The Drukhari book is out, and after reading and playing with it, it feels like the first book to really “get” 8th Editon.
We are about ten months and 17 books into 8th Edition now. Given that, it is pretty safe to say the edition is well and truly underway, and we’ve got a decent handle on it. So good of a handle in fact that it might almost be feeling stale to some people. Book after the book has come out, following a predictable pattern, updating old rules for the new game and throwing in an occasional new thing here and there. We could see where everything was going pretty well. And then came the Drukhari. Bursting with all the shattering surprise of a web-way assault they’ve shaken up not just the meta but how a Codex works in new and innovative ways. Let’s take a look at just what they’ve done.
In the heady young days of 8th Edition, anything seemed possible. We had only the barest bones of Indexes to play with and waited with beating hearts to see what our first real Codex would bring. We all know of course that that Codex would be Space Marines, the golden, until Custodes, boys of GW. We even had some broad idea of what the Codex would have, Relics, sub-faction rules, warlord trains, stratagems. But we had few inklings of what the reality of those things was. Then the Codex came out.
While it’s not currently regarded as a power Codex or popular among the top tears of competitive lists (it’s still the overall most popular army of course), it was a real game changer when it came out. This was power and flexibility. This was an amazing blend of special rules and abilities that gave you undreamt of options. It set the tone for books and gave us an idea of how future books would work, an army list, with a few generic army rules. Sub-factions that encouraged you building you army, or at least large chunks of your army from the same faction in order to unlock powerful abilities. Relics, warlord, traits, all that jazz, that build towards the idea of a unified list. This was what a Codex was, this was the template for the future. Ask yourself – what could be more appropriate than a Codex showcasing Roboute Guilliman, writer of the Codex Astartes, being the new standard?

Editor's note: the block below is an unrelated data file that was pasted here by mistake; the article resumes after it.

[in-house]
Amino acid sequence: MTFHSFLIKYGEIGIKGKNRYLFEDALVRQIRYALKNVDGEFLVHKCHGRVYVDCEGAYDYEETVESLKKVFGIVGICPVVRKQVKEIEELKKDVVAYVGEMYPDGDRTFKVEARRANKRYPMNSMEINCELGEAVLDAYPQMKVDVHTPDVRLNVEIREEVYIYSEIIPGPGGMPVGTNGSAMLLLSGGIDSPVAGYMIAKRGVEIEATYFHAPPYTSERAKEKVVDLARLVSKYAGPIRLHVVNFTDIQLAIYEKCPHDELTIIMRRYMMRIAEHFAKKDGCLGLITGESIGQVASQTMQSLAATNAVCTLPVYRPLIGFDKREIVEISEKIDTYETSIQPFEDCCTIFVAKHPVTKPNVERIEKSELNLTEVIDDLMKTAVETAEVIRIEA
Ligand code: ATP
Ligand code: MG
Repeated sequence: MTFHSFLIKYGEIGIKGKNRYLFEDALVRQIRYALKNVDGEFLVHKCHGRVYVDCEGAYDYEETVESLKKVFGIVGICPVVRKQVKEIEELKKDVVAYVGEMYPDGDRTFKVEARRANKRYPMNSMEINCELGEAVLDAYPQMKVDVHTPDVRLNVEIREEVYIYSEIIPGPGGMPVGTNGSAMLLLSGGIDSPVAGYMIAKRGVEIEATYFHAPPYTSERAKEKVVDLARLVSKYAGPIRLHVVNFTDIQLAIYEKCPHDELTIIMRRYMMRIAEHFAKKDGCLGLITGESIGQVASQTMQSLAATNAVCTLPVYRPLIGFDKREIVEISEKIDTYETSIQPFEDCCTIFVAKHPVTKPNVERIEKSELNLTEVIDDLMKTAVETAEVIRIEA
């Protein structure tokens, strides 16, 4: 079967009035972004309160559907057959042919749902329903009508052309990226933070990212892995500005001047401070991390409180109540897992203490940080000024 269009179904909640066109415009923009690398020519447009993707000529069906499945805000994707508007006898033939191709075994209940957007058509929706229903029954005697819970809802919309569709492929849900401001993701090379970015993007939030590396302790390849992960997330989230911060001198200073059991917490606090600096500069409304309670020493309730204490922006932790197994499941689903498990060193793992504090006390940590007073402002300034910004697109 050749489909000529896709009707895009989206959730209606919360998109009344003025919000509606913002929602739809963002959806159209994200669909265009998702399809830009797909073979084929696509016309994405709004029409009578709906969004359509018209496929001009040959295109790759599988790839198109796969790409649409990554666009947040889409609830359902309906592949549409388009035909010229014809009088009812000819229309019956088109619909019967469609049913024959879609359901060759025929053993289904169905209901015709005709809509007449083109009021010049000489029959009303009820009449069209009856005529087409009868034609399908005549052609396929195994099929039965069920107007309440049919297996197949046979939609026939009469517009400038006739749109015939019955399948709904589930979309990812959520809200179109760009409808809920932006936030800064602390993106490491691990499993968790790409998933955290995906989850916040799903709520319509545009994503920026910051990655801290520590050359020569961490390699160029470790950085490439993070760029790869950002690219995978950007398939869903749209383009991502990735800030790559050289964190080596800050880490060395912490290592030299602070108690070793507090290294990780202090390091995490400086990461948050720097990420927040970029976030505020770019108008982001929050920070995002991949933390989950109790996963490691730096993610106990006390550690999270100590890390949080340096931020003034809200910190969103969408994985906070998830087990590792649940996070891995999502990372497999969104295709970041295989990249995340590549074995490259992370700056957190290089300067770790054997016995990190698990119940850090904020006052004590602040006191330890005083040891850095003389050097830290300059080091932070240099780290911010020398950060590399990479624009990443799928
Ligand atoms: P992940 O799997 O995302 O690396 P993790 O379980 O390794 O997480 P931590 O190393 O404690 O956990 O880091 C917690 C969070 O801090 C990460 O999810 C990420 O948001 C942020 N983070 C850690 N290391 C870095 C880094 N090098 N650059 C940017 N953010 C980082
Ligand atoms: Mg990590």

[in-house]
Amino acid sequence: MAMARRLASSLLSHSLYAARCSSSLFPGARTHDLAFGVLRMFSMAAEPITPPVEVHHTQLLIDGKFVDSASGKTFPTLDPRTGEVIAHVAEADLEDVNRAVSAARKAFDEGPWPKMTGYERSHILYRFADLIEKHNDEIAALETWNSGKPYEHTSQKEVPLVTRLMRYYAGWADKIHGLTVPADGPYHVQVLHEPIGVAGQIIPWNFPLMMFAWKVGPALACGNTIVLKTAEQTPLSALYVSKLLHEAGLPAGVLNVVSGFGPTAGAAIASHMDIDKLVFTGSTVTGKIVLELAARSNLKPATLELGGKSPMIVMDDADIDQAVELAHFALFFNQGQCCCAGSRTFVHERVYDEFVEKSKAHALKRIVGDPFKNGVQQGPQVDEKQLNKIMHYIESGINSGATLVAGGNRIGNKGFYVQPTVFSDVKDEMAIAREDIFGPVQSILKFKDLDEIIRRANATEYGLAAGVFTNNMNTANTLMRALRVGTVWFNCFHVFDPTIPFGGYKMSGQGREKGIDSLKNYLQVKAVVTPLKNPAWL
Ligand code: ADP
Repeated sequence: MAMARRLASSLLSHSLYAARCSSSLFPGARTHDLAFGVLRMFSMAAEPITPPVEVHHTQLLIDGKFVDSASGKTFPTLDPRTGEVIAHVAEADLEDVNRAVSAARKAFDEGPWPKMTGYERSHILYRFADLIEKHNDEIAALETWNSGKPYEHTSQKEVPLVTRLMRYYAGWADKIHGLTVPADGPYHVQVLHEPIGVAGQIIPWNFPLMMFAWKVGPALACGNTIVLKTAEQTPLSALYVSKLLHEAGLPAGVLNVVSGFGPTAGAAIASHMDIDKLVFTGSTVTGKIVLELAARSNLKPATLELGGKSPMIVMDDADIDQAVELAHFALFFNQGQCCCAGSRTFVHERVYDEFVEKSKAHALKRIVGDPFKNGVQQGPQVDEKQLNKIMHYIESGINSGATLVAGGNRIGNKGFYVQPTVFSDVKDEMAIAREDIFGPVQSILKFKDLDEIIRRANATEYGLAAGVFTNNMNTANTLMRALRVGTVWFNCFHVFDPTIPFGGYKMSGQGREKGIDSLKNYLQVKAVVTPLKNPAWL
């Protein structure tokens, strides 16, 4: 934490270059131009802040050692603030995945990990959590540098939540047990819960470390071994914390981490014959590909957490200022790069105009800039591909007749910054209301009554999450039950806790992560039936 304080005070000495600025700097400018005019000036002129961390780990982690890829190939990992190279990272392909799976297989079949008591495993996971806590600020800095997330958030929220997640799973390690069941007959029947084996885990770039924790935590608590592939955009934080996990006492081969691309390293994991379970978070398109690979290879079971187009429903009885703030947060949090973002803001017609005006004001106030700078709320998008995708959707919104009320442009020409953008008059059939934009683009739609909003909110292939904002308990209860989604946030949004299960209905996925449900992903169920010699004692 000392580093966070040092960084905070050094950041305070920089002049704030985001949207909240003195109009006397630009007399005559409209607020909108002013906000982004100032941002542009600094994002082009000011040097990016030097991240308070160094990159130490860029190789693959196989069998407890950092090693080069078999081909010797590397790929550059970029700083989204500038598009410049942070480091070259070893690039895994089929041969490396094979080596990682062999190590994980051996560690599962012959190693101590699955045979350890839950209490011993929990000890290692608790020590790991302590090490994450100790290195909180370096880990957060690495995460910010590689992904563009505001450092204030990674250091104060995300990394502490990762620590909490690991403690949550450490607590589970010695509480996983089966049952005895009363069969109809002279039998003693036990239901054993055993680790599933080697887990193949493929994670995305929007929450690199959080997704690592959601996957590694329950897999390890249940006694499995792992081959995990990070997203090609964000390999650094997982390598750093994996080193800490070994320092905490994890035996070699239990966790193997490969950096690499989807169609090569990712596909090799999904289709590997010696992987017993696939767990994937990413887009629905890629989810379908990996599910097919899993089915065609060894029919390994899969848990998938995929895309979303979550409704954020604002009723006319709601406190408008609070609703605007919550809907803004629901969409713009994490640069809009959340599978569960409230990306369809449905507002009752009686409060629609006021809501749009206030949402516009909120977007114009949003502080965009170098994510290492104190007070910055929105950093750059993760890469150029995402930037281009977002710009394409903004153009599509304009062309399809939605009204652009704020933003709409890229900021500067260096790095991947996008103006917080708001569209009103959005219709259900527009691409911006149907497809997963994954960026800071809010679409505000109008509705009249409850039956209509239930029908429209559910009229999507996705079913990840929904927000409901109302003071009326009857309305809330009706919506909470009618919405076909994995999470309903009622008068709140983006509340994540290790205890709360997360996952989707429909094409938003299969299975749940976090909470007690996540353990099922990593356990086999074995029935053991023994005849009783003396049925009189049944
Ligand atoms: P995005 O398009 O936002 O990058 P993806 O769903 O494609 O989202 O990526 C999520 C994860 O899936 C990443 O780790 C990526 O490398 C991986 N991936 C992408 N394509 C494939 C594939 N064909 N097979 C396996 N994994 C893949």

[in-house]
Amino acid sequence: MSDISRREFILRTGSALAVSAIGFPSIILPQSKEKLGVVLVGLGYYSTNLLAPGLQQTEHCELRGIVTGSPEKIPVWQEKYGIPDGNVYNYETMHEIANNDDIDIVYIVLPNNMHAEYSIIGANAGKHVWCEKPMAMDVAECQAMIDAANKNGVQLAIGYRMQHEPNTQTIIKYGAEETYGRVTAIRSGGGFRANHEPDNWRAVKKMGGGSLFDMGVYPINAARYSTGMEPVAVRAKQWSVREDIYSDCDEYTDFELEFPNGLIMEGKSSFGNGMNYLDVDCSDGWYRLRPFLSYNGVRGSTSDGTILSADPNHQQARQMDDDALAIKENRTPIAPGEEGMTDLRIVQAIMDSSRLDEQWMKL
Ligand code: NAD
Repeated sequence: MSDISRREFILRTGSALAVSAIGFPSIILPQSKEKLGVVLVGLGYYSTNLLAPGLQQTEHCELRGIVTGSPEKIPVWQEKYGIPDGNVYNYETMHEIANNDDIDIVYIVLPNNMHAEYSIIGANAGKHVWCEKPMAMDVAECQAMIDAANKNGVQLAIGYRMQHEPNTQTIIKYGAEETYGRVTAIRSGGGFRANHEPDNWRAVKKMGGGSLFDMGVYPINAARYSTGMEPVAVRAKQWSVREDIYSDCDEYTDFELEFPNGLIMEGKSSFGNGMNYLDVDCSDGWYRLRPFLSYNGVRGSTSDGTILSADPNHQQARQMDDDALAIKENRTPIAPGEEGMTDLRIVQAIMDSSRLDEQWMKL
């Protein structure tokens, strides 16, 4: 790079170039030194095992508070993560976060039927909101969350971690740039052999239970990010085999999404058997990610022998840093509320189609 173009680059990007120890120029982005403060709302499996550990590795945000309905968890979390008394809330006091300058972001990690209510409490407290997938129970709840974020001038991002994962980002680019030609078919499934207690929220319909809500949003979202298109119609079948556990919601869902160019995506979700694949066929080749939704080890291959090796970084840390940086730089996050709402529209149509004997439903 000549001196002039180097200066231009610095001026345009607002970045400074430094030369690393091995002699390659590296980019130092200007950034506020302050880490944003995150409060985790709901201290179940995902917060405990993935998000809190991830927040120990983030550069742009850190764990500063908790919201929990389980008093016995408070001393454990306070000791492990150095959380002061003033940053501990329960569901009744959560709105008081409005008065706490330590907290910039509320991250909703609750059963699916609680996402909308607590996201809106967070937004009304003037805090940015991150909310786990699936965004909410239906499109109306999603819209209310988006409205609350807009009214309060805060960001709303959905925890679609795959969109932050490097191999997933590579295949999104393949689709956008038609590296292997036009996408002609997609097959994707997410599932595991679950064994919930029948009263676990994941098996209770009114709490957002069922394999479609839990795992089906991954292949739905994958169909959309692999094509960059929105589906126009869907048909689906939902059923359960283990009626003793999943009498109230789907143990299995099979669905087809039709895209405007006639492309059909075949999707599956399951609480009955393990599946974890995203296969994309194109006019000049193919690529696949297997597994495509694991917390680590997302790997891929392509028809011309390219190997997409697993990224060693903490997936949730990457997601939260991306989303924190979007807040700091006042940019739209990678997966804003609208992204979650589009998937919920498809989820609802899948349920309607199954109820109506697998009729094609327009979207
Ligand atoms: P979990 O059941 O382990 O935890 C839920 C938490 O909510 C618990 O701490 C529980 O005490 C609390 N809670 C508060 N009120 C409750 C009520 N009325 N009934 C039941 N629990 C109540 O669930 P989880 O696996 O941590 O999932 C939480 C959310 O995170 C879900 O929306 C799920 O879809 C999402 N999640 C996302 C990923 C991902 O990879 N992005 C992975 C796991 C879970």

In the wake of this first Codex, we began getting a rapid slew of books, roughly one every two weeks. As always with this kind of release, popularity and power level varied from book to book. What didn’t change much was the format, the basis of each book. Book after the book they resembled in structure and idea the Space Marine Codex. Each book contained roughly the same thing, with the exception being the few books that don’t have sub-factions. The books generally focused on wanting players to take unified forces and clearly wanted to push for the use of Battalion detachments to unlock CPs. While each book and army did stuff differently, none played much with the basic ideas of 8th in a new way.
In retrospect, it’s pretty obvious that if anyone was going to shake things up is was the drugged-out-over-sexed-tortuous-murder-Elves. Sorry, Aelfs, I mean Aeldari. The Drew Carey Show? Wow, these name changes are more and more confusing. Anyway, now the Drukhari have come along and changed everything. While their book may appear on the surface to be more of the same with its sub-faction rules, warlord traits, relics, and stratagems. It’s the way the codex is presented and how it wants you to play that is anything but.
The Drukhari book wants you to fundamentally think about building and playing armies differently. It feels like the first built in 8th Edition. For the first time, we have a Codex that pushes the system and takes advantage of it.
Here are few ways the Drukhari Codex works differently from others.
The Drukhari are a new and exciting book. While they share the same base structure as other books, they have, like in the fluff, gone a different, more radical way from their sister books. Fundamentally they feel like the first book really at home in 8th and able to start messing and twisting some of the rules and concepts the edition was based on. They may not be perfect, but I hope they are a harbinger of things to come.
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